The driver installs a system-wide callback for new modules loaded, via PsSetLoadImageNotifyRoutine. In the hook, a check is performed whether the module being loaded is listed in the ‘disallowed’ list in the trojan’s configuration registry key. The driver will then prevent a disallowed module from loading.
Since antivirus vendors do not pay proper attention to the problem, users have to face the difficulties of the beast elimination on their own. Howewer, TDSS manual disinfection is trivial. Below is a generic algorithm, which allows to completely remove any specimen of the TDSS family, given (or not given) its core files names. The algo is suitable for any end-user, since it is really simple and requires neither special skills nor specific tools.
- Go to Device Manager and turn off and delete any unappropriate "Non PnP driver" there.
You may look for a specific name (quadraserv.sys in my case, or gaopdx*/TDSS*/clbdriver/seneka/etc .sys in case of a typical TDSS family member), but the name is always subject to change, so better not rely on it.
After this manipulation, the worm's files and registry values that used to be hidden by a rootkit before, become visible, and possible to be removed by hands.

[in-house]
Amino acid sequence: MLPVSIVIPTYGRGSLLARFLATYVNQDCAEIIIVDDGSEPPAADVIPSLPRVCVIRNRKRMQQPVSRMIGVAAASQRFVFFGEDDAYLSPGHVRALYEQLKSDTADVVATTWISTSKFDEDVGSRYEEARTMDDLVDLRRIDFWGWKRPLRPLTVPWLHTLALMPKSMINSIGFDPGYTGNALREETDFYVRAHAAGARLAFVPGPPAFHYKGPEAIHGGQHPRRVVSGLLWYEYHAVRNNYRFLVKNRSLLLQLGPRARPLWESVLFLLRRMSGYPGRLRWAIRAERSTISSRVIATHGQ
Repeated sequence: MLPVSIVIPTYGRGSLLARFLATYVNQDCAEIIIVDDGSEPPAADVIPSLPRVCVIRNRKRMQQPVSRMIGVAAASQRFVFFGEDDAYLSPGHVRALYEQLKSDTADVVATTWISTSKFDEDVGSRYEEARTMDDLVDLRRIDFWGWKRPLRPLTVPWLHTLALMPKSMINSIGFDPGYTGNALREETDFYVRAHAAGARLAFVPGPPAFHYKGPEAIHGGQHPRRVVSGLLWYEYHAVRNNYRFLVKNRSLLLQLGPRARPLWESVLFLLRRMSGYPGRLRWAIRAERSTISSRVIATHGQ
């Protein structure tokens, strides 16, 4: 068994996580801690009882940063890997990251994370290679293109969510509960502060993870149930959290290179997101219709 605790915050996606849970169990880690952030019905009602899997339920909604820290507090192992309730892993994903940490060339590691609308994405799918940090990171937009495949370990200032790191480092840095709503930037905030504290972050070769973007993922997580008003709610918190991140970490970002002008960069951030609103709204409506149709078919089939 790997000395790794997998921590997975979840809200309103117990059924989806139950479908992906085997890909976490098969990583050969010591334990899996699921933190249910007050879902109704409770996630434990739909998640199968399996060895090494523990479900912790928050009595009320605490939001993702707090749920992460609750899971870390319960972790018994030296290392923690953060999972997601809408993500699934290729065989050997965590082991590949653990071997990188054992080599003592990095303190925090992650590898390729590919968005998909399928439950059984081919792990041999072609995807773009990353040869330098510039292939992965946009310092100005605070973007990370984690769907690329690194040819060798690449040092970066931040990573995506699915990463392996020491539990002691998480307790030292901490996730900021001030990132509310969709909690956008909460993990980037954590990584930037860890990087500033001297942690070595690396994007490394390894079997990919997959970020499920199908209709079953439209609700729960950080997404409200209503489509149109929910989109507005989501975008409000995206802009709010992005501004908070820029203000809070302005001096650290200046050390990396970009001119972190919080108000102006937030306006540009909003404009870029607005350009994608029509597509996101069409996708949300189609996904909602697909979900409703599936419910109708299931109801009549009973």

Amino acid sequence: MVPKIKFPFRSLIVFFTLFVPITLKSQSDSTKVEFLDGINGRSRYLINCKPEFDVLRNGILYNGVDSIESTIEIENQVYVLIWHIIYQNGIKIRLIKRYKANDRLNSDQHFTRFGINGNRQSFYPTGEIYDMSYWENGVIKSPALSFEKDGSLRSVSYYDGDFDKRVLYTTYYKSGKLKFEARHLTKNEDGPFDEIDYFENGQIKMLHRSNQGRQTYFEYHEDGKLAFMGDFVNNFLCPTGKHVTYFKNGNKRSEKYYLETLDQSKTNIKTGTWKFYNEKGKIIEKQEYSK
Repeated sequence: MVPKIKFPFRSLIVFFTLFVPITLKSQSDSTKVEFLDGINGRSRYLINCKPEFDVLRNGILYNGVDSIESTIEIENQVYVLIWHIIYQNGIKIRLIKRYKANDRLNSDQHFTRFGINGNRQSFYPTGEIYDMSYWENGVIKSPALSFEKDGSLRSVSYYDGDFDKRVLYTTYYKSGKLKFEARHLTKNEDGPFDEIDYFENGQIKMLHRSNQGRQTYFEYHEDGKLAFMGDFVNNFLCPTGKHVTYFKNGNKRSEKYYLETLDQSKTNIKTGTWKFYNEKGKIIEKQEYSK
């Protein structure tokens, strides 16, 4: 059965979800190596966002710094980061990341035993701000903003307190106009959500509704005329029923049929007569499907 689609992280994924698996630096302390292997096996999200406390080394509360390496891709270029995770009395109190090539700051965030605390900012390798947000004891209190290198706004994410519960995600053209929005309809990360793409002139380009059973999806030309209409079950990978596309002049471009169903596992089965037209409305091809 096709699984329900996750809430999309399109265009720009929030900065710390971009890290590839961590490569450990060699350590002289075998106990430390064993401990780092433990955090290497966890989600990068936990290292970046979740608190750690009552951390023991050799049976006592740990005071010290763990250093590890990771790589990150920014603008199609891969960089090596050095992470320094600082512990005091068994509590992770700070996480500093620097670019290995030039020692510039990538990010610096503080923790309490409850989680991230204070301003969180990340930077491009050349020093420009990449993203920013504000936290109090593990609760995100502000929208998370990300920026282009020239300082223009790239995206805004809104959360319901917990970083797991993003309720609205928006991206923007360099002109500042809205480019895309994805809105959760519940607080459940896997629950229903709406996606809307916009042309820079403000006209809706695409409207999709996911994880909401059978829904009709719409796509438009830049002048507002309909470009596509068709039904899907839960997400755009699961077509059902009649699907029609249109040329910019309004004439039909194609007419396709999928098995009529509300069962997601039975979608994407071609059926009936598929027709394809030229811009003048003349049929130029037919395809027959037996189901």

Notice: An antirootkit can be used to reliably locate the trojan’s core files. GMER or RkU make the best choice; Avira Antirootkit is also coping with the task.
- Remove the file corresponding to the device just deleted. If there is no such file, try sorting system32/drivers and system32/ files by 'creation date' and remove whatever looks suspicious by its name and content. TDSS core files are a .sys and one or more .dll’s.
- Search throughout the Registry using the malicious device and files name strings found on steps 1 and 2. Delete all the appropriate keys.
- Remove all the://autorun.inf and://RECYCLER/*.com, if any.
- Launch your AV, and let it clean the rest (TMP files etc.)
Notice: steps 1..4 are necessary to carry out by hands, without any antivirus, because if an antivirus lacks a single signature for a trojan’s core file, the file will not be removed and thus the malware will return after reboot.
- TDSS’ success proves that durable bypassing of a protection is an ordinarily solvable task, for which no kind of advanced invention is necessary.